Gold Since 1982

Dec 13, 2012 in Gold

Below is price of Gold from 1982 to 2002.   Yes, it underperformed even T-bills and it was obviously a time of great prosperity for the US economy.



Now let's look at it annually, since 1982 with the larger bold years being those that are the only years the GLD etf has been in existence:



There have been no negative calendar years yet for GLD (the ETF).    So the big question is:  do you consider Gold a core portfolio holding or a tactical holding?  

Follow us on Follow etfreplay on Twitter


Comments (5) -

Dec 13, 2012 15:28 #

One chart must be wrong. The annual CAGRs in the second chart produce a substantial net positive return over the entire period. The first chart shows a net decline.  Perhaps the first chart is in constant dollars, and second in current dollars?

Baltassar United States

Dec 13, 2012 15:47 #

The first chart ends in 2002 and is meant to just show its a flat-line for 20 years (actually down).   There were up years during 1982 - 2002 but they were offset by down years.

Chris United States

Dec 14, 2012 14:36 #

Depends on what someone is trying to achieve and how much time and work they will put in towards it. For me,  I think all assets are tactical (stocks, bonds, cash, assuming those are the main ones investors typically think of as core). Any asset (including gold)  can stay in a portfolio for an extended period, but I don't get wedded to anything forever. Putting an emphasis on risk management seems to require a flexible approach. Are stocks still a core holding if one was fortunate enough to avoid 2008 by moving to cash or treasuries and not hold them for a year? For an investor who doesn't make a lot of changes, maybe is more strategic than tactical, gold  has a place in  many portfolios until proven otherwise.  Hindsight Smile says those 20 years where gold didn't do anything for you could have been seen early in that dormant cycle while the turn up in the early 2000's also could have been invested if not in its baby or toddler stage than in its childhood period.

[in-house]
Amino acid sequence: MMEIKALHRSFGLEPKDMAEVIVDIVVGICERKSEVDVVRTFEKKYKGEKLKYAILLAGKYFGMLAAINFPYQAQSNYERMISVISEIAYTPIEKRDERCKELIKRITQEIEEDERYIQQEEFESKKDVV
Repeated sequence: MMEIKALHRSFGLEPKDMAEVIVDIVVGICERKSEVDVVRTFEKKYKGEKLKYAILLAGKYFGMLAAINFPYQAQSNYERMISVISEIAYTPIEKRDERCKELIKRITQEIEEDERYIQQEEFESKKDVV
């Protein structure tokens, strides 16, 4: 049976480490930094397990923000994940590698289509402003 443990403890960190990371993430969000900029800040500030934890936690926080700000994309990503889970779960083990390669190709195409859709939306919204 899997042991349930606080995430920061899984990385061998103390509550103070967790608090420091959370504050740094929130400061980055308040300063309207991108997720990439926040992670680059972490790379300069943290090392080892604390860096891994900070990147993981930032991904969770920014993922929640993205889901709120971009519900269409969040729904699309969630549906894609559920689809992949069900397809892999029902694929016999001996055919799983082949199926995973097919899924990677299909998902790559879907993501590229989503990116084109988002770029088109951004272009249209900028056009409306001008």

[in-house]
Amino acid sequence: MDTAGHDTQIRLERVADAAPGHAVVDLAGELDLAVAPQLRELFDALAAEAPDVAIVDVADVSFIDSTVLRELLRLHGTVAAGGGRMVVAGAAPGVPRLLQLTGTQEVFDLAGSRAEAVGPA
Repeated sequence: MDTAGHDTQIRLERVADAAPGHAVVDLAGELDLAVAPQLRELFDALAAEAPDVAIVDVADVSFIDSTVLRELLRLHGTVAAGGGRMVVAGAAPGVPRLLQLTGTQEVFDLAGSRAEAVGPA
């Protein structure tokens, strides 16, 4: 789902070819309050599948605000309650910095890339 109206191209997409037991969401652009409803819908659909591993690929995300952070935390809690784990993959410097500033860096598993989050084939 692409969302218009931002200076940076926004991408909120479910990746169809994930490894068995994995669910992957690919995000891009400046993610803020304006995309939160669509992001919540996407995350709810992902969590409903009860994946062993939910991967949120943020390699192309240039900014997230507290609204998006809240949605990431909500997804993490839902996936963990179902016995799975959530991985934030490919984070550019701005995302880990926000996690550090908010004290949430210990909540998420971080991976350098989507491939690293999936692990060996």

jreev42 United States

Dec 14, 2012 15:19 #

I would generally agree.    Earnings and dividends grow over 20-year periods --- stocks can do poorly for extended periods of time if the P/E at start is high and the P/E at period end is low even if earnings do grow.    

Bonds go up on secular (nominal) basis due to their embedded yield but can underperform terribly for long stretches so that isn't much better.    

Gold doesn't have earnings/cash flow and doesn't pay a yield and so it is driven more simply on the propensity of people to hold gold as a % of their portfolio.    The same can be said for some types of real estate where there is value in the asset even though there is no growth in the cash flow.

The blog post was not meant as a knock on gold -- it was meant more as a reality check for anyone that doesn't know the history of gold.

Thanks for comments jreev.

Chris United States

Dec 23, 2012 17:00 #

I see gold more of a store of value, not an investment. The point of of owning gold is not to make money. Instead it's simply to keep your money. More specifically,  retain the purchasing power of your money.


Jeff United States

Comments are closed

Follow ETFreplay